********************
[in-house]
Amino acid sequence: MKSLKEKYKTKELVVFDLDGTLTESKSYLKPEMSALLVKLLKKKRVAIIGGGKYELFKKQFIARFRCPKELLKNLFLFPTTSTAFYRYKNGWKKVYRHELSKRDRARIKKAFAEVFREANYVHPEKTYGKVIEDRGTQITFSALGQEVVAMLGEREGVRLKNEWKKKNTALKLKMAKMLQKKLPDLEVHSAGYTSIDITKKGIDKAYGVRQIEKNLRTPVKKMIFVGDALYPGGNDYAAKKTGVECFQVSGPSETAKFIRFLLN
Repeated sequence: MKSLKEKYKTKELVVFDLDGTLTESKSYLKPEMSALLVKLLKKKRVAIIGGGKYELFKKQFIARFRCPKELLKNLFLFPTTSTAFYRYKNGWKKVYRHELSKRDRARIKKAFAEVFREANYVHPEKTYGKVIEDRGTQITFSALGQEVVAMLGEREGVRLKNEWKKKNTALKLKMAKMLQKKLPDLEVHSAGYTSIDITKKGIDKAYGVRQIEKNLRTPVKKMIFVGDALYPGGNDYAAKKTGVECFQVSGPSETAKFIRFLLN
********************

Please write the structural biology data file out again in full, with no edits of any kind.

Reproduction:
[in-house]
Amino acid sequence: MKSLKEKYKTKELVVFDLDGTLTESKSYLKPEMSALLVKLLKKKRVAIIGGGKYELFKKQFIARFRCPKELLKNLFLFPTTSTAFYRYKNGWKKVYRHELSKRDRARIKKAFAEVFREANYVHPEKTYGKVIEDRGTQITFSALGQEVVAMLGEREGVRLKNEWKKKNTALKLKMAKMLQKKLPDLEVHSAGYTSIDITKKGIDKAYGVRQIEKNLRTPVKKMIFVGDALYPGGNDYAAKKTGVECFQVSGPSETAKFIRFLLN
Repeated sequence: MKSLKEKYKTKELVVFDLDGTLTESKSYLKPEMSALLVKLLKKKRVAIIGGGKYELFKKQFIARFRCPKELLKNLFLFPTTSTAFYRYKNGWKKVYRHELSKRDRARIKKAFAEVFREANYVHPEKTYGKVIEDRGTQITFSALGQEVVAMLGEREGVRLKNEWKKKNTALKLKMAKMLQKKLPDLEVHSAGYTSIDITKKGIDKAYGVRQIEKNLRTPVKKMIFVGDALYPGGNDYAAKKTGVECFQVSGPSETAKFIRFLLN